Sunday, October 12, 2014
Conciseness, Conciseness, and Conciseness
My first draft of the M1D1 – D2 method section took up 2 entire pages with detailed explanations of how we obtained the pCX-EGFP sequence from which website and a huge table showing how much enzyme was used for each digestion reaction. In my final methods summary, I was able to fit in 5 days of lab protocol into less than a page and a half. My first attempt to analyse the recovery gel image listed every single lane individually and almost made an 800-word essay. In my final report, I was able to combine similar results and retell essentially the same story in 6 bullet points.
So what’s going on here?
I was never worried about writing assignments that have a minimum word count requirement. I mean, even though I am not a particularly talented writer, once I start writing, I can write a lot. I was trained to be a detailed-oriented programmer before “converting” to course 20 (another blog post to follow), so I am extremely cautious about conveying the technical details in any form of written or oral communication. For example, I wrote a lengthy tutorial about hosting your website online (http://sleepy-retreat-4174.herokuapp.com/blog/detail/1/True/) which contained every single piece of information you could possibly want to know. Now, as I look back at my most “proud” work after finishing the first module of 109, I feel deeply uncomfortable.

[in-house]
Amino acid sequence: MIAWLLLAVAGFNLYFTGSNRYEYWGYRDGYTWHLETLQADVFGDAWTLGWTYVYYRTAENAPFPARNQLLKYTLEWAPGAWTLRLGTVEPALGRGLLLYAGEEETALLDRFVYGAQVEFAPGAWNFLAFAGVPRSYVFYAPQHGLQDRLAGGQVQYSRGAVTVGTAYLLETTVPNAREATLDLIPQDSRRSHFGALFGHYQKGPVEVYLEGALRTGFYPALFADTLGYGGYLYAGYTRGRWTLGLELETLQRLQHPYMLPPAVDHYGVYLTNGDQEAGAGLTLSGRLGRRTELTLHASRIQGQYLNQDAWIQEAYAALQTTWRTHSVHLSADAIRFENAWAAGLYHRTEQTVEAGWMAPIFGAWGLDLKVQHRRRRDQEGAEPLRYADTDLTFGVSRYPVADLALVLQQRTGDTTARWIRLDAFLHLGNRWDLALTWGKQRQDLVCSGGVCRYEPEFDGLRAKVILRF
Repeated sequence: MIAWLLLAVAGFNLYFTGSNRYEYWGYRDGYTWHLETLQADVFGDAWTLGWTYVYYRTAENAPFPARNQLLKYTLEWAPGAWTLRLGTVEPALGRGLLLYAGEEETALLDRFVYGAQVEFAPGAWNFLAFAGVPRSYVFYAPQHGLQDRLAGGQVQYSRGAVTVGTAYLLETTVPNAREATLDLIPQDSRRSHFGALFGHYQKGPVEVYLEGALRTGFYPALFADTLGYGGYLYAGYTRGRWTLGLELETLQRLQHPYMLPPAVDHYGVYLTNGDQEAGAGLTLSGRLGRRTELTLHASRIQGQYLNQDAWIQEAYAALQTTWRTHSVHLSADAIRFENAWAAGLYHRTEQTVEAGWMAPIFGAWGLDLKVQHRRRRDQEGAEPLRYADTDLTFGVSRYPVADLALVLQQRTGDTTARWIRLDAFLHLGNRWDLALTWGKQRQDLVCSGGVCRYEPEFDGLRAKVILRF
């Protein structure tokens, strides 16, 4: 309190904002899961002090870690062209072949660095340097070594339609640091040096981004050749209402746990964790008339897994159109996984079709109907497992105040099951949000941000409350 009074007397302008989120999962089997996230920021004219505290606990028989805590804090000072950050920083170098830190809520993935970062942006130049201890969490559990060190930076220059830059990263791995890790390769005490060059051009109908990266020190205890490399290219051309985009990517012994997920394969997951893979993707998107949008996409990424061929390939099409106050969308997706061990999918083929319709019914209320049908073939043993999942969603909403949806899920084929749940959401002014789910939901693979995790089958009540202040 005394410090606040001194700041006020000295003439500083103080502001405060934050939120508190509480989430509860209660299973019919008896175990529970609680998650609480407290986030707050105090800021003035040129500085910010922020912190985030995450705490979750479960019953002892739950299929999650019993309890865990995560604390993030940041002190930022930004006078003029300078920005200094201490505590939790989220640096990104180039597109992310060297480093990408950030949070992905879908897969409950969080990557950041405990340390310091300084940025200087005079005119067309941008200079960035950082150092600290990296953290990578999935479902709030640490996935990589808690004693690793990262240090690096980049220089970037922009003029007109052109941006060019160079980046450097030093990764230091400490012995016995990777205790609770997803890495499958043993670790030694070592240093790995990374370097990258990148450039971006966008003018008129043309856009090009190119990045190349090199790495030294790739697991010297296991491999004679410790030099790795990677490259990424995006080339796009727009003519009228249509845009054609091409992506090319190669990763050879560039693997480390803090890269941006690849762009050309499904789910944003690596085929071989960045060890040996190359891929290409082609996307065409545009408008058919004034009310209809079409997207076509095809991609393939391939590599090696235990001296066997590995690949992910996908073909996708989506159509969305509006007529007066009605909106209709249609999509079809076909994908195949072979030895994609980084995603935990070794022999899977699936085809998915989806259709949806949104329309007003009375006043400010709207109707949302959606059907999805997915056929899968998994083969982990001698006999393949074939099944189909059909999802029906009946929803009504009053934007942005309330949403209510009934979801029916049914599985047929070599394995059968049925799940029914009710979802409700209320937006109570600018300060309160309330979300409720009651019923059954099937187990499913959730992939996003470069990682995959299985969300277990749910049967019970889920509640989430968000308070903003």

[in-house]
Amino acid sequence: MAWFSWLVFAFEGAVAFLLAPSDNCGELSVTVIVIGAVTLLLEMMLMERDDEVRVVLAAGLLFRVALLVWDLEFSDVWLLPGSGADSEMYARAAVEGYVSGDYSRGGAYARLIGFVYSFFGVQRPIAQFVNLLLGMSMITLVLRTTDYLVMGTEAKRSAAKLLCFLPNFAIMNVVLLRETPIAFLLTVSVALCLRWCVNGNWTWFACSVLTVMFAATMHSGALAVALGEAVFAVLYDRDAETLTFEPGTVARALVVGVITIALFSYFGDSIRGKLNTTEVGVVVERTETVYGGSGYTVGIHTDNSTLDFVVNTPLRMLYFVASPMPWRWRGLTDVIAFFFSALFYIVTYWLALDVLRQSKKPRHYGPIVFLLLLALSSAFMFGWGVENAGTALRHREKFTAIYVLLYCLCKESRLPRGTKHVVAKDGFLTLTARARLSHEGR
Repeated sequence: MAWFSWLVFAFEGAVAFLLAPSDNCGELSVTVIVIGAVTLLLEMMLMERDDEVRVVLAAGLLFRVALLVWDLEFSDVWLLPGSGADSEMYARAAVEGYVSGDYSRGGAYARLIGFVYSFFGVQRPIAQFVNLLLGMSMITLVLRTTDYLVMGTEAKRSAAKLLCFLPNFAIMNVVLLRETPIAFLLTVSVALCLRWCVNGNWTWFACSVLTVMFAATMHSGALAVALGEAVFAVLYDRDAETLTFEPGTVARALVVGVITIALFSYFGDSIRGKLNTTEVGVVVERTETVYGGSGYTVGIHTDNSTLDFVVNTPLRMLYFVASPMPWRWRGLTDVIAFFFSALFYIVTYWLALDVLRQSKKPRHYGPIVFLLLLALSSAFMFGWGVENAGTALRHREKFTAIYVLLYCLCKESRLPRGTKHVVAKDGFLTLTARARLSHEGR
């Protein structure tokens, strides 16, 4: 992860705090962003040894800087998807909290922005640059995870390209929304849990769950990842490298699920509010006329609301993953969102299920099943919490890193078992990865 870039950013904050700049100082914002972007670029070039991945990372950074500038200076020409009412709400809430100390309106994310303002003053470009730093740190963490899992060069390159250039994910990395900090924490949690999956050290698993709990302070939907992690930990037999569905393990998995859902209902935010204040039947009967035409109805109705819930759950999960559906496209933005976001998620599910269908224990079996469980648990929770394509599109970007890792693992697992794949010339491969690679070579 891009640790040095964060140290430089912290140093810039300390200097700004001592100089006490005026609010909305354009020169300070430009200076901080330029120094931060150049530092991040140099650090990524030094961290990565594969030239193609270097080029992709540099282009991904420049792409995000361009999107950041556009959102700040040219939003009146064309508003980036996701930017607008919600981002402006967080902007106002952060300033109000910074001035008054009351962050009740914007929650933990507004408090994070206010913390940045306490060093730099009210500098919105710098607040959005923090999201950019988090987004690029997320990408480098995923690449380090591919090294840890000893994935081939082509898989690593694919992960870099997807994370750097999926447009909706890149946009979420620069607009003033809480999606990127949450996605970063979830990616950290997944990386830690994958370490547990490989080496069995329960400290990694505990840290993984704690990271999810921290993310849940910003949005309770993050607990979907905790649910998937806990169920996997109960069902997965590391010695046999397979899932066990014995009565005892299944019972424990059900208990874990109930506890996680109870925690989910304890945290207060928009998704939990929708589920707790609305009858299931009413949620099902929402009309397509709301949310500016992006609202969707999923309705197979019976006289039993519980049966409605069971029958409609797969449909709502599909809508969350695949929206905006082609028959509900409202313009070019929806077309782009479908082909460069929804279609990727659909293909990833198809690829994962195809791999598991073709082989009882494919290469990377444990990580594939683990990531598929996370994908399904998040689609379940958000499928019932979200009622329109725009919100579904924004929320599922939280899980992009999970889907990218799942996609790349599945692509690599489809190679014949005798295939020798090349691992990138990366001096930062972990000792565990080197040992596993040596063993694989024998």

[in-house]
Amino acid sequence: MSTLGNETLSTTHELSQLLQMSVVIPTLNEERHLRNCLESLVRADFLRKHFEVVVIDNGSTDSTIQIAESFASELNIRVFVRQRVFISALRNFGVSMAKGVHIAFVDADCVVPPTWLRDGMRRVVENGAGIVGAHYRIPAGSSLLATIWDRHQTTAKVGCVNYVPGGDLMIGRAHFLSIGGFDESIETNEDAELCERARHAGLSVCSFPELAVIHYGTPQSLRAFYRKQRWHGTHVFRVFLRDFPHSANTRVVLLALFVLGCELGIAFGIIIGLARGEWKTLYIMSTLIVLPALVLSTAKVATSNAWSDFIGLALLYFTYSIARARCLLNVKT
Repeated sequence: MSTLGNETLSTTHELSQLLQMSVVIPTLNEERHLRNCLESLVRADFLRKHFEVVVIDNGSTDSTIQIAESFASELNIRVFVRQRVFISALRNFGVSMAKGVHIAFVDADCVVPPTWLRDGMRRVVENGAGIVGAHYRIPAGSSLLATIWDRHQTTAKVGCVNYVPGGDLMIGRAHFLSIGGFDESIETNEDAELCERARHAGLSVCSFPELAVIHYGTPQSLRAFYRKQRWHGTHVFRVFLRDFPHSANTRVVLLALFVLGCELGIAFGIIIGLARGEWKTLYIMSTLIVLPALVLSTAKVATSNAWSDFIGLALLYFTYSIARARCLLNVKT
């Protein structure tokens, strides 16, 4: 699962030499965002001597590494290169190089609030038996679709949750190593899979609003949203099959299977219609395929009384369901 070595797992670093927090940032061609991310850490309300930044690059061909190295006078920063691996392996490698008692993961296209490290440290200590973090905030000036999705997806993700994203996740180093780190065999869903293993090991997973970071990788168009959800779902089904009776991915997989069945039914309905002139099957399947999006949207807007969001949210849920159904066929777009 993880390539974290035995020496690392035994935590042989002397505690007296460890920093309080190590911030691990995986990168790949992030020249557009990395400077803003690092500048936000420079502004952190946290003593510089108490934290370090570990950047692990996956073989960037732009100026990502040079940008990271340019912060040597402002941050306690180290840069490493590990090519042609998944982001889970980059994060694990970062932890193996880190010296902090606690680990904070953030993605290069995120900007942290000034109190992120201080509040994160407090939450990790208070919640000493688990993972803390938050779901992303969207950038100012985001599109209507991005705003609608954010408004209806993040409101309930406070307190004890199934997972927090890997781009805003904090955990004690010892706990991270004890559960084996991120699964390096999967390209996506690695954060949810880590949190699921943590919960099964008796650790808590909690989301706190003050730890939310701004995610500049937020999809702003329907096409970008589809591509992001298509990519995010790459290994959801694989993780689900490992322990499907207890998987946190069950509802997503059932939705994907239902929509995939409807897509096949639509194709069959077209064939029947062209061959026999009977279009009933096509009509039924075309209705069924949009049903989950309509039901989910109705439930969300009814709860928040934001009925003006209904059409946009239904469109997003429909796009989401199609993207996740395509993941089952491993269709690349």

The most important lesson 109 has taught me so far is to communicate concisely. I realized that the three golden rule of communication is conciseness, conciseness, and conciseness. If three words can do, never use five. Just write no more than I should. Writing is a two-way process – choosing the right level of detail is showing the readers the respect that they deserve.
Like everyone else (judging from the high frequency with which “sleep deprivation” appeared in Mod1 blogs), I sat by my laptop 12 hours straight right before the report was due. But I was glad that the majority of that time was devoted to condensing lengthy expressions and getting rid of unnecessary details. The final report is still 12 pages long, but at least I tried my best to cut it down from 14 (not by reducing font!). I am sure my report is far from perfect, but now that I realized my tendency to ramble, and that I am making slow progress to correct it after receiving useful feedback from our beloved instructors, I believe I can do a better job in Module 2.
A few other goals for the upcoming challenges of 109:
1) Gain an understanding of the big picture: only until last Tuesday did I realize that we can actually use the assay for a variety of other applications like cancer screening – I need to better connect labs and lectures!
2) Discuss with my teammates more often: we shouldn’t start the discussion only at the last minute. Each time after lab, we should make sure everyone’s on the same page – that will also help each other do better in lab quizzes! Bria and Ashley, you heard me!
3) Start work early: yes, literally now! Mod2, here I am.